Projected revenue value for retail media is forecasted to exceed television revenue by 2028. Already, major companies are pouring capital into how they can take advantage of this new practice.
In the AlphaSense platform, we’re seeing retailers including Amazon, Walmart, and Target, as well as grocers like Carrefour, Ahold Delhaize, Tesco, and Sainsbury’s, strategizing how to attract big advertisers to their websites. Amazon, the pioneer in retail media, disclosed $11.6 billion in revenue from its ad business in its Q4 2022 Earnings Call, while Walmart’s retail media business, Walmart Connect, has seen sales rise nearly 30% to $2.7 billion in its fiscal year-end this past January.
But while mammoth corporations are reporting major earnings from this advertisement strategy, most C-Suite leaders are simply asking: what is retail media? Below, we dive into the logistics behind retail media, why it’s gained recent popularity within the market, and who’s leading in terms of operations.
What is Retail Media?
Since 2020 and the onset of the coronavirus pandemic, consumer behavior has dramatically changed. Since shopping in-person posed the threat of contracting COVID-19, consumers converted to cybershopping. It’s a pattern that hasn’t slowed down in momentum and consequently, 20.8% of retail purchases are expected to take place online in 2023, and by 2026, the e-commerce market is expected to total over $8.1 trillion, according to Forbes.
While the death of brick-and-mortar was already underway, the virus accelerated the universal adoption of online shopping. And with more consumers purchasing online than ever, retail media is also experiencing the same acceleration in its growth.
At the most fundamental level, retail media is advertising within a retailer’s sites and apps. Typically, it is orchestrated by brands that directly sell products with retailers, though retail media advertising can involve non-endemic brands in verticals such as financial services or travel. These industries are interested in a retailer’s audience but have no specific products to sell on their sites and apps.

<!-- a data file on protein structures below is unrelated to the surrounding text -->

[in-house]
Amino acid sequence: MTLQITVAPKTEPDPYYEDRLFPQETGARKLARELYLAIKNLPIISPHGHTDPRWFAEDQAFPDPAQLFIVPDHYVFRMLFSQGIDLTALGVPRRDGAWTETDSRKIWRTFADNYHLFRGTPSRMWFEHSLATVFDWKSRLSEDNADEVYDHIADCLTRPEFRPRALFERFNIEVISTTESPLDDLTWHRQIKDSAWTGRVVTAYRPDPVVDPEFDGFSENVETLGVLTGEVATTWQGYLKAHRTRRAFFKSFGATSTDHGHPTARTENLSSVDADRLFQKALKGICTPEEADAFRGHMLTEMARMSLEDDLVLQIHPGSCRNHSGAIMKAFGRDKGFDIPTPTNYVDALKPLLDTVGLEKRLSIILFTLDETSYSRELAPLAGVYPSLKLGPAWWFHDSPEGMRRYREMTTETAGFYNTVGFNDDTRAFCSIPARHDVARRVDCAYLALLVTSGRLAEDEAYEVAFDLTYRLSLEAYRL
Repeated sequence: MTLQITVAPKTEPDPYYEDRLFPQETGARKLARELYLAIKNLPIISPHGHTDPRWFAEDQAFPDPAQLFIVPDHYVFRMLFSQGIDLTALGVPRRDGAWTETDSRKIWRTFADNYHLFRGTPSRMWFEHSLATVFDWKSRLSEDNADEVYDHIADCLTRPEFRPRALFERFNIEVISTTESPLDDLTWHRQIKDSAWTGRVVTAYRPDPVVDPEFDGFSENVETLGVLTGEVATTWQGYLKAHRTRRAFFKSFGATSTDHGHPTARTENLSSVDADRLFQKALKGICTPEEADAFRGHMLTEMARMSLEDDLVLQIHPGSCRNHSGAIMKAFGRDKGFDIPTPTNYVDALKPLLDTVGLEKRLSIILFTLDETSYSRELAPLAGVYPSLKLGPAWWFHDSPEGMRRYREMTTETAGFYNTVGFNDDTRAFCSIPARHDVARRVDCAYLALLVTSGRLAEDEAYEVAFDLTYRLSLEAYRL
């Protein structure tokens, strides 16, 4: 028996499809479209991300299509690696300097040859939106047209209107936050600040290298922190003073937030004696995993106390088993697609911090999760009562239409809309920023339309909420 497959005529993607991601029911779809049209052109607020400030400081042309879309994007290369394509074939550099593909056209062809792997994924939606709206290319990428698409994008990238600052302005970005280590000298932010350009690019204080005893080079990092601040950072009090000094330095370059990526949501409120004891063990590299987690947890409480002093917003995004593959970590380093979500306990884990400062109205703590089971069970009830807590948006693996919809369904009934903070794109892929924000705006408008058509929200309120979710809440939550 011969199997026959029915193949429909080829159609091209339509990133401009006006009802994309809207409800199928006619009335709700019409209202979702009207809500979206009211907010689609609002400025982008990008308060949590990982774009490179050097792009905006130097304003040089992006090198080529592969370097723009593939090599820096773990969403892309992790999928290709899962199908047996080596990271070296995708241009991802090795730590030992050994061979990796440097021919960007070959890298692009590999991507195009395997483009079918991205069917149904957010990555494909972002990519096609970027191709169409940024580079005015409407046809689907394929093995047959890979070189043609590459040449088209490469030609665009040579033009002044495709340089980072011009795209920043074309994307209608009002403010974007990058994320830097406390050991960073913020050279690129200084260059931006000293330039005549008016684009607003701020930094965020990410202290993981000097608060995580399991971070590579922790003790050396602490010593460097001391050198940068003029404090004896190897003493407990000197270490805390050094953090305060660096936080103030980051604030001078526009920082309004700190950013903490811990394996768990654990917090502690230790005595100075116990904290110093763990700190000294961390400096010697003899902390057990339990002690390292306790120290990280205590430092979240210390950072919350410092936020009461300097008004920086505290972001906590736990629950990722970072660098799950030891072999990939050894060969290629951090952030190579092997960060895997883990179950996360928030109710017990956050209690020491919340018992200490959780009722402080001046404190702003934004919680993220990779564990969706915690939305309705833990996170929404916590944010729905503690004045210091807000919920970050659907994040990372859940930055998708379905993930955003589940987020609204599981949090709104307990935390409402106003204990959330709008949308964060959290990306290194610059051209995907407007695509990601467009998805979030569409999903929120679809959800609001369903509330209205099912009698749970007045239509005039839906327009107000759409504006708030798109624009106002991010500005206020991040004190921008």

Referred to as the third wave of digital advertising (in succession to search and social), retail media became prominent with retailers due to a need for secure, brand-safe advertising environments. As online shopping grows in popularity, brands are leveraging retail media as a new way to reach customers while retailers rely on its revenue to offset e-commerce operational costs.
Retail media allows brands to promote themselves on a “digital shelf” through native and display ads, similar to an endcap or special in-aisle feature within a brick-and-mortar. The best part: ads can be displayed on a retailer’s home page, category page, search page, or product detail page—allowing a brand to reach consumers at any part of their online shopping experience.
The Benefits of Retail Media
Retail media is gaining traction amongst C-Suite executives for reasons that promote sales and revenues, drive brand visibility, and create consumer loyalty through personalized content:
- Retail Media Drives E-Commerce Growth: More and more consumers are switching their shopping habits from brick-and-mortar purchases to online orders. To survive economic downturn, brands have to learn and prioritize the spaces their consumers are spending. For brands, retail media reaches high-intent shoppers at the point of sale on their retail partner’s sites and apps.
- Personalized Advertising with Consumer Consent: While concerns around data privacy and consumer cookie mining have recently led to major litigation for retailers and brands, personalized advertising isn’t going away. In the future, advertising will rely more on data being gathered in a first-party environment. Retailers are well-positioned to target consumers by leveraging first-party data and creating an environment with actual sales-based measurement because sales are occurring on the retailer’s site as well.
- Tying Retail Media Spending to Sales: For brands looking to link their advertisement budget directly to sales, the attribution capabilities of retail media are incredibly effective. Retailers have a surplus of sales data and can provide sales-based insights, enabling brands to link their spending to e-commerce sales down to the individual SKU level. Some retailers are even providing offline sales data, for a more complete view of the customer journey.
Leaders of Retail Media
GroupM, a leading media investment company, reported in its 2023 Global Mid-Year Forecast that retail media is the third fastest-growing advertising channel in 2023, behind digital out-of-home (OOH) screens and connected TV (CTV). However, the two later channels are just a small fraction of the size of retail media—that’s mostly because major companies are wielding retail media to their advantage.